Tamdhu Speyside Single Malt Scotch Whisky has launched an exclusive limited edition malt, the Tamdhu Dalbeallie Dram, at this year’s Spirit of Speyside Whisky Festival (3-7 May).
The bottling honours Dalbeallie train station, and the part the Victorian railway played in receiving Tamdhu’s precious sherry oak casks from Spain. Dalbeallie Dram is 100% matured in Oloroso sherry casks from Jerez in Southern Spain, bottled un-chill-filtered at cask strength (62.1% ABV). Only 1,000 individually numbered bottles will be made available of Collectors Journey 01 with future limited edition Dalbeallie Dram Collectors Journey releases planned annually for each Speyside Festival.
Carefully chosen by a team at the distillery, Tamdhu Dalbeallie Dram has notes of blackcurrant jam, mint tea and Bakewell tart on the nose, with sherry oak, cream soda, orange and nutmeg on the palate – then a finish of malt biscuit, dark chocolate and cinnamon. Like every bottle of Tamdhu, the rich natural colour comes from sherry casks alone.
Sandy McIntryre, Tamdhu Distillery Manager, said:
Having a new expression of Tamdhu is always exciting, and launching to guests during the Speyside Whisky Festival makes it all the more special. John Glass, our Master Blender, prepared a selection of drams for the team to nose and sample before we decided what we thought would best compliment the current Tamdhu range. We are absolutely delighted with the end result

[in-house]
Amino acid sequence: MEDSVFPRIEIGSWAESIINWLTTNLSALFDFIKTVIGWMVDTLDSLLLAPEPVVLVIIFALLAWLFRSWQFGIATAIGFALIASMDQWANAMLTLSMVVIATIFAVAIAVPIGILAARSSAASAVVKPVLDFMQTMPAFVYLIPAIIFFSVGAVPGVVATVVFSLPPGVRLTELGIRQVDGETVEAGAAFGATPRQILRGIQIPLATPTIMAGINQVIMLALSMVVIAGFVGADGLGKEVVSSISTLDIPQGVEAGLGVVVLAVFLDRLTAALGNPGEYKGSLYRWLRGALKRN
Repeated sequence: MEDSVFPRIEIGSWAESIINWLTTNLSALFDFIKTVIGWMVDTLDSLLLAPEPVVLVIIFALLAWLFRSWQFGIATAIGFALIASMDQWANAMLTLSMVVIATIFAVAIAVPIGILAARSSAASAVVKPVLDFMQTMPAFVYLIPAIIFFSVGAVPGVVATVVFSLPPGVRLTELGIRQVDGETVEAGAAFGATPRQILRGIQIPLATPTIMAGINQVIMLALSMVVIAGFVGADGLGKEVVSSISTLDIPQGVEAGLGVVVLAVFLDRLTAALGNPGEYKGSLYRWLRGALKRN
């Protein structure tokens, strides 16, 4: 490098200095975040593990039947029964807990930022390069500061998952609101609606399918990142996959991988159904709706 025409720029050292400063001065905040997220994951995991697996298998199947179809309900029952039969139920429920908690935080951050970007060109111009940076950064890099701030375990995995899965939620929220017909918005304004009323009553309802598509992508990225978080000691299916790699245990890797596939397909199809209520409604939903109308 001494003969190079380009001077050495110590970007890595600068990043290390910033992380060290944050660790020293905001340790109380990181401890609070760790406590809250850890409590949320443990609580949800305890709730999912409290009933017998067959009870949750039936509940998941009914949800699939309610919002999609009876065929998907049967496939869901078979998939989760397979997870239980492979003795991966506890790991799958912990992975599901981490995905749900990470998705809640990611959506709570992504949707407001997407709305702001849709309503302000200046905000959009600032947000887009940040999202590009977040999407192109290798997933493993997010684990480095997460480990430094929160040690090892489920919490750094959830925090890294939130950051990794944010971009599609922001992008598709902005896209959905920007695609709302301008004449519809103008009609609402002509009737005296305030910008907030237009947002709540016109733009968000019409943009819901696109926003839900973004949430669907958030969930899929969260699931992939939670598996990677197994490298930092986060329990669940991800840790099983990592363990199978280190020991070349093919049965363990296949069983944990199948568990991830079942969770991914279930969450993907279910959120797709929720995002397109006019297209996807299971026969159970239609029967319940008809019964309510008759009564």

Established in 1899, Dalbeallie Station (latterly Knockando Station), which sits next to Tamdhu distillery is a listed building and has been restored over the years to its full splendour – including a ticket office, waiting room and signal box. With finishing touches recently installed, it will host events and tastings at this year’s Spirit of Speyside Festival.
We owe a big thanks to the railway, and I only wish it was still running to return to those splendid days for Tamdhu. I often imagine the signalman in the old signal box on a dark and wintry night, with a blizzard outside, sitting beside the wood burning stove, waiting for the night train to pass – with a hearty dram or two of Tamdhu to warm him up! You can still see the restored signal box with the old hand operated levers if you walk along the platform”, continued Sandy.